If there was ever a year for a blue Christmas, this is the year. Many of us have been challenged by external struggles with the chaos that we see in our world and in our nation. But then that conflict has also been internal, between family members and communities and at times even inside our own selves.
And as our anxious minds are apt to do, we begin to worry about what could happen next . . .
Anxiety is very future-oriented, often filling the blank canvas of the future with frightening images, painting and painting and filling in the space with more and more worry. But then, after a good exploration of the light/color/texture of these anxieties, … a deep tiredness settles in.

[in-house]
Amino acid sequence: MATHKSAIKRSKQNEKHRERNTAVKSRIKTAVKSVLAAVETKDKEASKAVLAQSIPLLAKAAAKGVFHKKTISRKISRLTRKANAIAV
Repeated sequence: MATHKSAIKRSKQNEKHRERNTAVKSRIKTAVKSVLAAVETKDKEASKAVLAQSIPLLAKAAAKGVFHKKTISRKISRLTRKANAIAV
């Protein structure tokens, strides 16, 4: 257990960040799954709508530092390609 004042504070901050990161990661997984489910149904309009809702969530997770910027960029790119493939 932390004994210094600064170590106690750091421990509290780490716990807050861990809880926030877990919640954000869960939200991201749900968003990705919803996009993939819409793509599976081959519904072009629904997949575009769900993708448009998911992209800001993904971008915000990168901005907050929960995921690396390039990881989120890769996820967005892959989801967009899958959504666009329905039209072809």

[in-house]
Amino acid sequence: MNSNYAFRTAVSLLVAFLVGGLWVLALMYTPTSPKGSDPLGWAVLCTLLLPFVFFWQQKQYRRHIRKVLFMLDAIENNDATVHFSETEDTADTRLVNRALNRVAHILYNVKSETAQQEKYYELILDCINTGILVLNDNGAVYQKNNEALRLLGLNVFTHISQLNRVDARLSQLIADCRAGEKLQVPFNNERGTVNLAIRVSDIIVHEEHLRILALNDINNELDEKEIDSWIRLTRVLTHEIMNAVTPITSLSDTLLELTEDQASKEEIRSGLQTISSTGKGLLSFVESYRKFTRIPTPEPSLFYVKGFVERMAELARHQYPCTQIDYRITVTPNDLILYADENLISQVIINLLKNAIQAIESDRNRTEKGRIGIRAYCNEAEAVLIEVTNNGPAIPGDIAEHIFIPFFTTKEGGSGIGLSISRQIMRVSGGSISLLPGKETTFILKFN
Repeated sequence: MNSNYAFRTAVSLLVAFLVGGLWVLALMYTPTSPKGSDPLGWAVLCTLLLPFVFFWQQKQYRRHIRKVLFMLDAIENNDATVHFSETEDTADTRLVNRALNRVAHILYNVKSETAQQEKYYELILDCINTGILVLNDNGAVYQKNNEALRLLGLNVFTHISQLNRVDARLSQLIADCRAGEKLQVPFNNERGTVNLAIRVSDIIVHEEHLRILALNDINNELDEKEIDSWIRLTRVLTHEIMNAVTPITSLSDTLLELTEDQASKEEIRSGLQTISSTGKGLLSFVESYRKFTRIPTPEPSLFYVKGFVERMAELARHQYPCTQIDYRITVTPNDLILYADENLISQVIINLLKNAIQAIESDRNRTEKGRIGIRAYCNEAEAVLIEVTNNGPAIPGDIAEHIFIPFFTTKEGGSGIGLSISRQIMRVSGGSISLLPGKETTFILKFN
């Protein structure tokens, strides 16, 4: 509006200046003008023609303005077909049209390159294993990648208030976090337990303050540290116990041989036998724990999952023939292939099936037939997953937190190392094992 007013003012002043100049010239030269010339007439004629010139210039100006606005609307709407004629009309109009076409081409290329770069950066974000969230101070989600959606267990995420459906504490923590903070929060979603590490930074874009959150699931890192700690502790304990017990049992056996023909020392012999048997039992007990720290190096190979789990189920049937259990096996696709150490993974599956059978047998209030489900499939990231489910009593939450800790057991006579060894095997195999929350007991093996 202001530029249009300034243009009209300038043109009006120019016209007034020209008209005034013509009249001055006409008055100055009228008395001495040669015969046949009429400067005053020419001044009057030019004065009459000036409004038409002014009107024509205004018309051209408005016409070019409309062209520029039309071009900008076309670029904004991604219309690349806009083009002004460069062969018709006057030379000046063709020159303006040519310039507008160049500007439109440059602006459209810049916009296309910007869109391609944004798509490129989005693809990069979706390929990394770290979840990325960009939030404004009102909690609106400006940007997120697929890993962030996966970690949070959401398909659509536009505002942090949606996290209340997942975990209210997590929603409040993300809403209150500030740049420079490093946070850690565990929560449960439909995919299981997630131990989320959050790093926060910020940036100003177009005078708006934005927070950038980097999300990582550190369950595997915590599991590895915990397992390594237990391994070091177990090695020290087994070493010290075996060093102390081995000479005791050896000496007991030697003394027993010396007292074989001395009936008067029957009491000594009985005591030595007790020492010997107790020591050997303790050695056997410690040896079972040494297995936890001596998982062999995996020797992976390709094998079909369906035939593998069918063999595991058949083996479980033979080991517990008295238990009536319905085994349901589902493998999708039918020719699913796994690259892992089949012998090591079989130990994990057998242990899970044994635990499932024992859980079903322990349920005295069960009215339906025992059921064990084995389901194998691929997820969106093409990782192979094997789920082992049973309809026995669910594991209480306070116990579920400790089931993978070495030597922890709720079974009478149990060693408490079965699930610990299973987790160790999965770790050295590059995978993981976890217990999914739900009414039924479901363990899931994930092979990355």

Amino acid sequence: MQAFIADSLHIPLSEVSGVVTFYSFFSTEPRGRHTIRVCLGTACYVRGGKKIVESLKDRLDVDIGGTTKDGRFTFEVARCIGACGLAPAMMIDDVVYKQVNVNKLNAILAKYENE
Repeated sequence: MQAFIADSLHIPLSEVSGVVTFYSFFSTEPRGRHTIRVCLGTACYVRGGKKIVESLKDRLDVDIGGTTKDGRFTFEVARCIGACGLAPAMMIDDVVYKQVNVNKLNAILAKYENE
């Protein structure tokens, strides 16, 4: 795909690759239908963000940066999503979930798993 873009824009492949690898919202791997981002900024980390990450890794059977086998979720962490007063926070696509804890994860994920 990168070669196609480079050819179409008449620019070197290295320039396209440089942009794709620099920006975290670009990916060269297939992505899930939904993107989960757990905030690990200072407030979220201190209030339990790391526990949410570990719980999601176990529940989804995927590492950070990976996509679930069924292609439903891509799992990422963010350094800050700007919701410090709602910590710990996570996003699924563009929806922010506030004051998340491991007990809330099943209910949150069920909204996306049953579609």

Clinically, Generalized Anxiety Disorder includes “restlessness” and “fatigue” in the list of symptoms. Our body’s systems often physically feel anxious with an increased heart rate, tight muscles, and held breath. These physical reactions are preparing for a threat, real or imagined. But all this physical anxiety also wears on your body … and your soul.
If there were ever a year to give ourselves the space for a Blue Christmas service in our churches, this year is it.
The “Service of the Longest Night” or “Blue Christmas” is usually held on the Winter Solstice, the longest night of the year by the amount of night versus the amount of day (for those of us in the Northern Hemisphere). This date is typically around December 21, which is also the feast day of Thomas, the disciple, the one who was known for doubting the resurrection of Jesus.
Those who “celebrate” this service will often read psalms of lament such as Psalm 6 which express our bone-deep tiredness and grief.